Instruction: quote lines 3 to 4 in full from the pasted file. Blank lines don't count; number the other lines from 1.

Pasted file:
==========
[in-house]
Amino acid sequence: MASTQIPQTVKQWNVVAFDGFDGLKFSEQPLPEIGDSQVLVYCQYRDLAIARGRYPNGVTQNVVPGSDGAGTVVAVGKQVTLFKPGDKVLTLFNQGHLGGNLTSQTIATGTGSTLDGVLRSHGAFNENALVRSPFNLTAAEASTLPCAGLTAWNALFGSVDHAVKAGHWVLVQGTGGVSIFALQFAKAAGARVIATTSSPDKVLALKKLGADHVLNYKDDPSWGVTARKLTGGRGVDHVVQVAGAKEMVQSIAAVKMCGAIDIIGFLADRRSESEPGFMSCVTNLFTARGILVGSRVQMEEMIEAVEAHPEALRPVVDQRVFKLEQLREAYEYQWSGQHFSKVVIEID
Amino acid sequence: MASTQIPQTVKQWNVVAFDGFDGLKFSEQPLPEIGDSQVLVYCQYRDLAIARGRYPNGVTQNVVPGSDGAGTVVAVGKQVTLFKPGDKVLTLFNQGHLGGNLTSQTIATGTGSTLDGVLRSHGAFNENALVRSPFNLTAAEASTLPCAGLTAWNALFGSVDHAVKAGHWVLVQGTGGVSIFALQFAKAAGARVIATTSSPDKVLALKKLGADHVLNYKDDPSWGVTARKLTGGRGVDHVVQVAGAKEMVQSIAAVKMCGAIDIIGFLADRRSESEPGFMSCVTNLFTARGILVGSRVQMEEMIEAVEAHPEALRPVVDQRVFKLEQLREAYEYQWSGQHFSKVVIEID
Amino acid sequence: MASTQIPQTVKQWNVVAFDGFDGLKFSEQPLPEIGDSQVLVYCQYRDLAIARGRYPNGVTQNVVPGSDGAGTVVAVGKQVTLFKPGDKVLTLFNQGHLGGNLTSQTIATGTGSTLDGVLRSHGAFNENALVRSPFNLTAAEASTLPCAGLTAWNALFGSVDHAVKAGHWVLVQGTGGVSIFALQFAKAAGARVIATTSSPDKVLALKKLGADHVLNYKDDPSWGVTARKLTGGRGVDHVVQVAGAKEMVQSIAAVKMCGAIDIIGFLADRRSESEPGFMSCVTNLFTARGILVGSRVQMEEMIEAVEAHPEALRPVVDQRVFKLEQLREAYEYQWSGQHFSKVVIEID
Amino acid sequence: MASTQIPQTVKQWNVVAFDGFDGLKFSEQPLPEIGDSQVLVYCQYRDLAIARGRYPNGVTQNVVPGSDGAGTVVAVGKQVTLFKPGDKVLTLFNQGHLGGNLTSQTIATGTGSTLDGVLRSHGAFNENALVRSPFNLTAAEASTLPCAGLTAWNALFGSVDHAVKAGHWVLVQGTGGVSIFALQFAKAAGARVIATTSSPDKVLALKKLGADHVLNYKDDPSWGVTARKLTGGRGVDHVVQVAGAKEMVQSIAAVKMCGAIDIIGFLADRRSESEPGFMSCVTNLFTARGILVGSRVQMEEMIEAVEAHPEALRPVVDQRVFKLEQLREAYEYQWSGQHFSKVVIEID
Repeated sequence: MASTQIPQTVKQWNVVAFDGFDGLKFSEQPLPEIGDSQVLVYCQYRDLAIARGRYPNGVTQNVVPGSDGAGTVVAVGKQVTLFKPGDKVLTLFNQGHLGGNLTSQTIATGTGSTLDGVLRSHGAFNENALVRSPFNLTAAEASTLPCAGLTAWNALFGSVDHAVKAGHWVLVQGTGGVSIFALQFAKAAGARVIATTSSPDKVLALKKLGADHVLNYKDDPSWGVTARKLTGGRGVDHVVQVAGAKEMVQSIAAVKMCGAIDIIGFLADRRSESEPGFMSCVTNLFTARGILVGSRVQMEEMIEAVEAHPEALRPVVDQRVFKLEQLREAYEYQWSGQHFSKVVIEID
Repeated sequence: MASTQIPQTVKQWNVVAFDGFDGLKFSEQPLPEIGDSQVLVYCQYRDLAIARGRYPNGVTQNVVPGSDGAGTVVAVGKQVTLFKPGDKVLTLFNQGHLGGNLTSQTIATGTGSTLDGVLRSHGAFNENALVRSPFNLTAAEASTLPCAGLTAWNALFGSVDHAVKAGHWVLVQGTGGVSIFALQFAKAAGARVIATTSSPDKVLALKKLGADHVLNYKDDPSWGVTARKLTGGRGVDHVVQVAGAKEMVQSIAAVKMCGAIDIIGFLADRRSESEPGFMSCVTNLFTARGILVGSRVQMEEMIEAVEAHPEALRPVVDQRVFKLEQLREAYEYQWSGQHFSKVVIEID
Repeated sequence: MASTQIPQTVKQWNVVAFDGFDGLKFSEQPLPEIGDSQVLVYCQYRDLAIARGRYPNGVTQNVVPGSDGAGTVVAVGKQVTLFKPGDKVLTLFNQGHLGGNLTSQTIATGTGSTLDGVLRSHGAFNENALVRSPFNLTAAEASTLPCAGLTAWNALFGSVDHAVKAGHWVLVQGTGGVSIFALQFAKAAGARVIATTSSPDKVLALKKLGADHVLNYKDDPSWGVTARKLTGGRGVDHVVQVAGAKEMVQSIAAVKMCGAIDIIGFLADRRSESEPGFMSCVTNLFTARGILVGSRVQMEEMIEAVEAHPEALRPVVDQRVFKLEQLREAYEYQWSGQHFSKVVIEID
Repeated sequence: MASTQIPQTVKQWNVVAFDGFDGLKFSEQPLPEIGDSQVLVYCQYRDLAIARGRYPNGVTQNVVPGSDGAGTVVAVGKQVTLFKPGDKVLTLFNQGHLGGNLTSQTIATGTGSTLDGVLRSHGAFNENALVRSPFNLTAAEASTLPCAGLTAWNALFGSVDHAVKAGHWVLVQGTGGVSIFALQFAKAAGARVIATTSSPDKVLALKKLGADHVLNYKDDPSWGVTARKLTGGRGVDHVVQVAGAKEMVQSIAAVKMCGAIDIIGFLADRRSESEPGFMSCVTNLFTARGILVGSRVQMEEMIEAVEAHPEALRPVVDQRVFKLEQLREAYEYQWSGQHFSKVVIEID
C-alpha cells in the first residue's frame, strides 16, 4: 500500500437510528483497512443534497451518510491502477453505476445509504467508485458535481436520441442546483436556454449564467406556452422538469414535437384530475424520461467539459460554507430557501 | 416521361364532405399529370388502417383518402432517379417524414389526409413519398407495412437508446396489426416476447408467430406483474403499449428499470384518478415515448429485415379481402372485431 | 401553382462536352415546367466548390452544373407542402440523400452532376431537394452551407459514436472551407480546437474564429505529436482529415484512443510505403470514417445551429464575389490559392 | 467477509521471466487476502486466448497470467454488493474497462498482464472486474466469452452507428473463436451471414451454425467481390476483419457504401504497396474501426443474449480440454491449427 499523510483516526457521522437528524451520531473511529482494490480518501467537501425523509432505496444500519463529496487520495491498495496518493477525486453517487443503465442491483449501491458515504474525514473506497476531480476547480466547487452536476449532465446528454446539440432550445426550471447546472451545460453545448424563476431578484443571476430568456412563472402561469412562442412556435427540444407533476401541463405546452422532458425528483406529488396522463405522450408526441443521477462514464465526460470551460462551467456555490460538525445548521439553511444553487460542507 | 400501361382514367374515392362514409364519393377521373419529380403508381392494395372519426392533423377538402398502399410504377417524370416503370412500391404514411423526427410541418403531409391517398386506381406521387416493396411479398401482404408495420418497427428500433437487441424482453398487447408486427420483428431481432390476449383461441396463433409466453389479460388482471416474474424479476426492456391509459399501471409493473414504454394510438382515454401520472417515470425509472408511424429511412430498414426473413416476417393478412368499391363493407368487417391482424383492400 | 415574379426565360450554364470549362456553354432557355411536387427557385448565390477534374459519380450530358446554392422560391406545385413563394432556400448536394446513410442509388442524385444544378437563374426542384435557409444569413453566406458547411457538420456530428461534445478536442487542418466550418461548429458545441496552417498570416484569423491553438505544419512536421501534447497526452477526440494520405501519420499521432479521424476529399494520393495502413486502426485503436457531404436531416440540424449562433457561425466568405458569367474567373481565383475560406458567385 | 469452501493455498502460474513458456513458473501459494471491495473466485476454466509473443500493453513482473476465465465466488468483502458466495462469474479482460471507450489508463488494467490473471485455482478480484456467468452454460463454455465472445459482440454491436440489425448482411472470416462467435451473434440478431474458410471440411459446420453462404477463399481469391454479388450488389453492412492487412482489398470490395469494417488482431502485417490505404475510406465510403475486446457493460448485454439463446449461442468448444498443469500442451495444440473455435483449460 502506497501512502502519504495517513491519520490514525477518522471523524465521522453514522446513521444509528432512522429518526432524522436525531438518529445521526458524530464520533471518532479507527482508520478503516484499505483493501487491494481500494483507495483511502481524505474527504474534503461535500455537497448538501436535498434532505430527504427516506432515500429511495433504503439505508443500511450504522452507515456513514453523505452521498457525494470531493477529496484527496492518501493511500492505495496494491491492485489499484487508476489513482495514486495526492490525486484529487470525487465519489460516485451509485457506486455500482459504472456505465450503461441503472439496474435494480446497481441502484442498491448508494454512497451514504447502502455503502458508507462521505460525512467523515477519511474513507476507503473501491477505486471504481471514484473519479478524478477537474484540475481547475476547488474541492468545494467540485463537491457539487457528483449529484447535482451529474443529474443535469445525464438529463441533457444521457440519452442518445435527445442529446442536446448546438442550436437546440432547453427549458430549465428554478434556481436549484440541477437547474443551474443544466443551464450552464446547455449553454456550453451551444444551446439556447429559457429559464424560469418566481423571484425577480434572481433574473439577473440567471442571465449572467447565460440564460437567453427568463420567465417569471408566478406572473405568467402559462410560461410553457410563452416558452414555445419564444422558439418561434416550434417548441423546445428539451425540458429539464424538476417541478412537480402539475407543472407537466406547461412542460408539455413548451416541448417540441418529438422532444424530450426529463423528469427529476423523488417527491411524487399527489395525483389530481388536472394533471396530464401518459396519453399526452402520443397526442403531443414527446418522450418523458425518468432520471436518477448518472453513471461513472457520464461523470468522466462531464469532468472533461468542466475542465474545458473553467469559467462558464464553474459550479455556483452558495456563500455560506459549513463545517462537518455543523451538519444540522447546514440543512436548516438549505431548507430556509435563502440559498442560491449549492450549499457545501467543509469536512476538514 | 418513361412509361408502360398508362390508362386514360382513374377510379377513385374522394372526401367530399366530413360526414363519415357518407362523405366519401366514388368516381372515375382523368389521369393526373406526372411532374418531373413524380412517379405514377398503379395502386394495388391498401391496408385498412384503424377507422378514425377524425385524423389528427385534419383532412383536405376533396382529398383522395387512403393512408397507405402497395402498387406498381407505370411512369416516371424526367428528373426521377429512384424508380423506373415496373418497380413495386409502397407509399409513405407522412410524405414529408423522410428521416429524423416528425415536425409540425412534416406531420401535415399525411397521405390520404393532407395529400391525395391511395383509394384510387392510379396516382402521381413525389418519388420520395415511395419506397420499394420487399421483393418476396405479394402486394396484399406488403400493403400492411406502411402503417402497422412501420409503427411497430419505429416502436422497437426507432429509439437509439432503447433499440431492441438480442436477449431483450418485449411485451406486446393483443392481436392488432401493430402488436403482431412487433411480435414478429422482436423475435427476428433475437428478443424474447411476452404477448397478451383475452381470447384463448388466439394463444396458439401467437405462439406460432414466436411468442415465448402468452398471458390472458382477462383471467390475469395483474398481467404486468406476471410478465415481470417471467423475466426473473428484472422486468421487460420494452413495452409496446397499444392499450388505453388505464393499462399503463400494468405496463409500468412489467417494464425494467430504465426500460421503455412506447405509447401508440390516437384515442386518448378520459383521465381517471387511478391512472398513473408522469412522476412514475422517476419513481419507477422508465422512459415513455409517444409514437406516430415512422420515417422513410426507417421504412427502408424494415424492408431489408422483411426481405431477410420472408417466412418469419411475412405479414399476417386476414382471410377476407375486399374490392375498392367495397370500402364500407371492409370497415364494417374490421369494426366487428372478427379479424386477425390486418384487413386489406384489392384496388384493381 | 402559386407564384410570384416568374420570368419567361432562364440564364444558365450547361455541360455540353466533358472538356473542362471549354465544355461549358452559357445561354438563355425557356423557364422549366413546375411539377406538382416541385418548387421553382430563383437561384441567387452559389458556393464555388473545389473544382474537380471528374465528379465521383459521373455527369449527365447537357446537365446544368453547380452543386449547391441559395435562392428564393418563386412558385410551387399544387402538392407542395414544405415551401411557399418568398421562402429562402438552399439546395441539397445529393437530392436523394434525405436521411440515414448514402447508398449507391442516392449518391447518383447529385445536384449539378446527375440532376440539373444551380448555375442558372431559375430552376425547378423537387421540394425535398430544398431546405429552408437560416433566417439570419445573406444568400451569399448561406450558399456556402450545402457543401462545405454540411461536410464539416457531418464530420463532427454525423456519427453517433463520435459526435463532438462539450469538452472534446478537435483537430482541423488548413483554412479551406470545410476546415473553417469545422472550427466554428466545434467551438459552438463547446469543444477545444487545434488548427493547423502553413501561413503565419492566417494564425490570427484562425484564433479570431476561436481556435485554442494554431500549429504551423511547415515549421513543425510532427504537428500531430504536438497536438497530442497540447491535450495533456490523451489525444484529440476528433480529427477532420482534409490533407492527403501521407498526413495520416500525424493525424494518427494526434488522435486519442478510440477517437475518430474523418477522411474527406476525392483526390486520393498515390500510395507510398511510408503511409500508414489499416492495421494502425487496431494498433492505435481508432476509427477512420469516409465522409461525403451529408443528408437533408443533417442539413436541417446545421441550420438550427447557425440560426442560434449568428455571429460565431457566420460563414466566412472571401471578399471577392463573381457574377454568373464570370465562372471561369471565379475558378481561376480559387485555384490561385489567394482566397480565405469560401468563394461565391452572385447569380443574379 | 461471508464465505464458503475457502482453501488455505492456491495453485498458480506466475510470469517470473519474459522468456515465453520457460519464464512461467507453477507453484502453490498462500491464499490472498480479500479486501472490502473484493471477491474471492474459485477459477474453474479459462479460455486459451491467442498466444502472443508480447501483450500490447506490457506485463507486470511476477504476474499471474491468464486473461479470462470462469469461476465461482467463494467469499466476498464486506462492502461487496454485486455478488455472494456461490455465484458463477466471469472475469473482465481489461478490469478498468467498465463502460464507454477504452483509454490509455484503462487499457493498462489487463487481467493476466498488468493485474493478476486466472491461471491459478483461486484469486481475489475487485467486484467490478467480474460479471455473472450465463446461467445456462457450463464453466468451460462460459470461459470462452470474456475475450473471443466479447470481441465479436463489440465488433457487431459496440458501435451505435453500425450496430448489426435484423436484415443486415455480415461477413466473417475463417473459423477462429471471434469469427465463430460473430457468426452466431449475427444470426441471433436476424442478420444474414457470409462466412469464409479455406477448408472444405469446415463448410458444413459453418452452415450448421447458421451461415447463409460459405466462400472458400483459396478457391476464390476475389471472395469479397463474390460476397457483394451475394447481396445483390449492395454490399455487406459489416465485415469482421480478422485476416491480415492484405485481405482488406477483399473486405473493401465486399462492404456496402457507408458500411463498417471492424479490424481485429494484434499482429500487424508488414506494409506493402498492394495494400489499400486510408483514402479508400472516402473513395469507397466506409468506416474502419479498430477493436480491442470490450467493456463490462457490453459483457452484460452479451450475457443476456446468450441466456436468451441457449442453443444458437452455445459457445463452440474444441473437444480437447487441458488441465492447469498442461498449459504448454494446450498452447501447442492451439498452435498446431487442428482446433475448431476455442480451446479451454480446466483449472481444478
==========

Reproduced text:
Amino acid sequence: MASTQIPQTVKQWNVVAFDGFDGLKFSEQPLPEIGDSQVLVYCQYRDLAIARGRYPNGVTQNVVPGSDGAGTVVAVGKQVTLFKPGDKVLTLFNQGHLGGNLTSQTIATGTGSTLDGVLRSHGAFNENALVRSPFNLTAAEASTLPCAGLTAWNALFGSVDHAVKAGHWVLVQGTGGVSIFALQFAKAAGARVIATTSSPDKVLALKKLGADHVLNYKDDPSWGVTARKLTGGRGVDHVVQVAGAKEMVQSIAAVKMCGAIDIIGFLADRRSESEPGFMSCVTNLFTARGILVGSRVQMEEMIEAVEAHPEALRPVVDQRVFKLEQLREAYEYQWSGQHFSKVVIEID
Amino acid sequence: MASTQIPQTVKQWNVVAFDGFDGLKFSEQPLPEIGDSQVLVYCQYRDLAIARGRYPNGVTQNVVPGSDGAGTVVAVGKQVTLFKPGDKVLTLFNQGHLGGNLTSQTIATGTGSTLDGVLRSHGAFNENALVRSPFNLTAAEASTLPCAGLTAWNALFGSVDHAVKAGHWVLVQGTGGVSIFALQFAKAAGARVIATTSSPDKVLALKKLGADHVLNYKDDPSWGVTARKLTGGRGVDHVVQVAGAKEMVQSIAAVKMCGAIDIIGFLADRRSESEPGFMSCVTNLFTARGILVGSRVQMEEMIEAVEAHPEALRPVVDQRVFKLEQLREAYEYQWSGQHFSKVVIEID